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  1. 1. Alcohol’s Contribution to Compromised Immunity GYONGYI SZABO, M.D., PH.D. Alcoholics frequently suffer from infectious diseases and have increased rates of some cancers, indicating that alcohol impairs the immune system, which protects the body against this type of damage. Alcohol interferes with the functions of many of the cells and molecules that are part of the immune system. For example, alcohol inhibits the functions of the cells that ingest and destroy invading microorganisms (i.e., neutrophils, monocytes, and macrophages). Both acute and chronic alcohol exposure also alter the production of signaling molecules that help coordinate the immune response (i.e., cytokines). Finally, alcohol adversely affects the functions of the cells that mediate the immune response against specific microorganisms and long-term immunity (i.e., T cells and B cells). As a result, alcoholics have an increased susceptibility to diseases caused by bacterial infections, such as tuberculosis and pneumonia. Alcoholics also may be more susceptible to infections from the virus that causes AIDS. In addition, alcohol intoxication can exacerbate the immune suppression that occurs after traumatic injuries. KEY WORDS: immune system; immune disorder; immune response; AODE (alcohol and other drug effects); cytokines; inflammation; oxygen radicals; bacterial disease; HIV infection; trauma; injury; pathologic process; literature review increased risk of developing tumors, THE IMMUNE SYSTEM—AN T he immune system serves as the body’s defense against infections particularly in the head, neck, and OVERVIEW by microorganisms; damage upper gastrointestinal tract. Although caused by other foreign substances; alcohol-induced malnutrition—includ- The immune system has two main and the uncontrolled, tumorous growth ing vitamin deficiencies—and ad- arms: innate, or nonspecific, immunity of the body’s own cells. Impairment of vanced liver cirrhosis likely contribute and acquired, or specific, immunity. this system can increase a person’s to some abnormalities in the immune Innate immunity exists before the risk for developing various illnesses, system of alcoholics, alcohol itself body is exposed to a pathogen for the including infectious diseases, such as also is a potent modulator of immune first time. Moreover, this system does tuberculosis, and certain types of can- functions. Interestingly, not only not respond to specific pathogens but cer. Alcohol can modulate this de- chronic alcohol abuse but also single- instead responds to any pathogen it fense, and clinicians have known for a episode (i.e., acute) and/or moderate encounters. For example, the cells long time that chronic alcohol abusers alcohol consumption can affect the involved in innate immunity immedi- have an impaired immune system. immune system. ately attack any kind of bacterium or This impairment manifests itself in This article briefly reviews the several ways. For example, alcoholics main features and components of the GYONGYI SZABO, M.D., PH.D., is a are prone to infections by various immune system and summarizes some research associate professor of medi- disease-causing microorganisms (i.e., of the consequences and mechanisms cine in the Department of Medicine, pathogens); have a decreased ability to of alcohol use on the body’s defense University of Massachusetts Medical fight these infections; and have an against pathogens. Center, Worcester, Massachusetts. 30 ALCOHOL HEALTH & RESEARCH WORLD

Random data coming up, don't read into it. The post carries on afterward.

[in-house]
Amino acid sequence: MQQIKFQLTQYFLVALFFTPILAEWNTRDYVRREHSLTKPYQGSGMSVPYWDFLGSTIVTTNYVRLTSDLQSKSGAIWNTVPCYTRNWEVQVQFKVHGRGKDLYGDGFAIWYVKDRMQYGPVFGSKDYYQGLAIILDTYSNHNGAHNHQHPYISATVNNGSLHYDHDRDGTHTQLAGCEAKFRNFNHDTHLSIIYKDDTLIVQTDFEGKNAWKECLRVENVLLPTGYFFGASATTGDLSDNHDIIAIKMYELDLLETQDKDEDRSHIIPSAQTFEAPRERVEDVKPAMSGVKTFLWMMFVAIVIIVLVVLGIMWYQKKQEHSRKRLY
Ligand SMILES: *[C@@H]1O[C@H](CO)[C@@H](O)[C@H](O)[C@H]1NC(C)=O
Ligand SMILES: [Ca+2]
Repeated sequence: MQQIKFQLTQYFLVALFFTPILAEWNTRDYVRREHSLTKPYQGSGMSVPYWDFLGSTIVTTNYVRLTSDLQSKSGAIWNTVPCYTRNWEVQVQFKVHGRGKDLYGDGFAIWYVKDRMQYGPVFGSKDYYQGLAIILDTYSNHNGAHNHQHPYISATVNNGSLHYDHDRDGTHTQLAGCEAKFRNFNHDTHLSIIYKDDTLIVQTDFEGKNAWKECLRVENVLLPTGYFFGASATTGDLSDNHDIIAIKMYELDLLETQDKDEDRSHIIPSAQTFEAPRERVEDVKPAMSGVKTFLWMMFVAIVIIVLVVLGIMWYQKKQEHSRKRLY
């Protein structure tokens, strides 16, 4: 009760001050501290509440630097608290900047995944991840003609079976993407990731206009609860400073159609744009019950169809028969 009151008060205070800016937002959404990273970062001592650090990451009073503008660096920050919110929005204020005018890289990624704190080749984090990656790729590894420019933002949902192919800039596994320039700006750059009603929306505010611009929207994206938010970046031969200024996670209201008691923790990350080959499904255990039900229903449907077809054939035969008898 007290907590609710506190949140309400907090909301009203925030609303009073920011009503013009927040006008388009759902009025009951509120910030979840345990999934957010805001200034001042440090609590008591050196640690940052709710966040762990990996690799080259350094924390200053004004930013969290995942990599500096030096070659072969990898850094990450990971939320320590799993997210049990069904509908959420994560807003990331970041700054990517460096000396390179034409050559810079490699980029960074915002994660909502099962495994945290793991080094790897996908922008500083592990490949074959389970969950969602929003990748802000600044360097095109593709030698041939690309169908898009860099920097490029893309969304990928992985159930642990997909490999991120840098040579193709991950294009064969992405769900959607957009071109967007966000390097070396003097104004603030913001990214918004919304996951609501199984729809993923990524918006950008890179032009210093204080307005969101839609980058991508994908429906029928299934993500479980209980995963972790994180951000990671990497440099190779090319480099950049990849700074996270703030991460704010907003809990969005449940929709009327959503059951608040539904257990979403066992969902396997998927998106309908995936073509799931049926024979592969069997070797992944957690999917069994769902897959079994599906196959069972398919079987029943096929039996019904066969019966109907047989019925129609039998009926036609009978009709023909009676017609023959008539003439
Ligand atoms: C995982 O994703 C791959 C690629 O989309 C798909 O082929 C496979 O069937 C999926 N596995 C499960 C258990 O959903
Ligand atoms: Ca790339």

2. 2. Alcohol and Compromised Immunity virus that enters the body, whether it is cules that function cooperatively to nize and bind to antigens. Like T cells, the first or second infection by that mount a complex host defense and each B cell also recognizes only one organism. Acquired immunity, in thereby amplify and focus the protection specific antigen and becomes activated contrast, is activated only after the offered by the innate immunity. The when it comes into contact with it. body is exposed to a pathogen for the most important cells involved in ac- Most activated B cells develop into so- first time. In addition, the acquired quired immunity are T lymphocytes, or called plasma cells, which secrete their response is specific to one particular T cells, and B lymphocytes, or B cells. antibodies into the blood or lymph. pathogen. For example, when Myco- These cells circulate in the blood or There the antibodies can bind to their bacterium tuberculosis, the bacterium reside in special lymphoid tissues (e.g., target antigens (e.g., a virus or a virus- that causes tuberculosis, enters the the spleen, lymph nodes, and tonsils), infected cell) and thus mark them for body, the contact with that pathogen where they can encounter antigens and destruction. Other B cells become activates cells involved in acquired initiate an immune response. memory cells, which help the body immunity. These activated cells attack T cells and B cells are the corner- fight a second infection by the same only M. tuberculosis and no other stones of two types of immune re- pathogen more expeditiously. bacteria or viruses. The activated cells sponses, the cell-mediated immunity The T-cell and B-cell responses are also generate a kind of immune “mem- and the antibody-mediated (i.e., hu- not independent of each other, however, ory” that allows the body to fight a moral) immunity. The cell-mediated but are intricately intertwined. Thus, B second infection by the same pathogen immunity relies primarily on T cells cells that have bound an antigen serve even faster and more efficiently. that are activated by exposure to anti- as antigen-presenting cells that can The elements of innate immunity gen-presenting cells (e.g., monocytes, activate a T-cell response. Moreover, B include white blood cells that ingest and macrophages, and B cells). Each anti- cells and T cells communicate with each destroy microorganisms (i.e., phago- gen-presenting cell displays only one other and with other immune cells by cytes); certain proteins that circulate in antigen (e.g., a viral protein) on its secreting numerous cytokines that can the blood, called the complement1 surface and thus stimulates only T influence various components of both system; and signaling molecules (i.e., cells that recognize this specific anti- the nonspecific and specific immune cytokines) that are produced and secret- gen. The activated T cell then can responses. For example, some T cells ed by some of the phagocytes. Several bind to other cells carrying the same produce cytokines that stimulate their different types of phagocytes exist, with antigen (e.g., virus-infected cells) and own activity or that of other T cells. specific functions as follows: initiate their destruction. Several sub- Other subgroups of T cells secrete cy- populations of T cells have specific tokines that inhibit the cell-mediated • Neutrophils ingest and thereby de- functions in the complex chain of stroy pathogens, primarily invading and humoral immunity and thus prevent events occurring during an immune an excessive reaction of the immune bacteria. response: system. Finally, some T-cell–derived • Monocytes that circulate in the • Helper T cells produce and secrete cytokines enhance B-cell multiplication, blood or that have entered the cytokines that stimulate the activity differentiation, and antibody production. tissues (i.e., macrophages) ingest of other immune cells. The largest family of cytokines are the and destroy a variety of foreign interleukins (IL’s), which are produced substances and microorganisms. • Cytotoxic T cells recognize anti- in various cell types and have numerous Monocytes also exhibit pathogen- gens on the surface of virus-infect- functions (see table). derived proteins and other mole- ed or transplanted cells and destroy The following example may help cules (i.e., antigens) on their surfaces these cells. illustrate some of the complex interac- in order to activate other cells in tions that take place during an immune • Suppressor T cells inhibit other the immune system. Finally, mono- immune responses, thereby pre- response. When a person sustains a cytes and macrophages secrete venting overreaction of the im- small injury, such as a cut, bacteria can cytokines that help regulate im- mune system. enter the body and the bloodstream mune system activity. through the wound. Phagocytes (e.g., • Delayed-type hypersensitivity T monocytes and neutrophils) patrolling • Natural killer (NK) cells recognize cells produce cytokines that induce and eliminate cells in the body that the blood encounter some of these a localized inflammatory response have been infected by parasites or bacteria; identify them as foreign to and attract macrophages and cyto- that have turned into cancer cells. the body; and engulf, ingest, and de- toxic T cells to that site to elimi- stroy them. During the intracellular The elements of acquired immunity nate the antigen. breakdown of the ingested bacteria, include numerous cell types and mole- The B cells produce the humoral the phagocytes generate small proteins 1 immunity. These cells carry immune or protein fragments that serve as For a definition of this and other technical terms used throughout this article, see the proteins (i.e., antibodies, or immuno- antigens. The phagocytes display these central glossary, pp. 93–96. globulins) on their surface that recog- antigens on their cell surface, together VOL. 21, NO. 1, 1997 31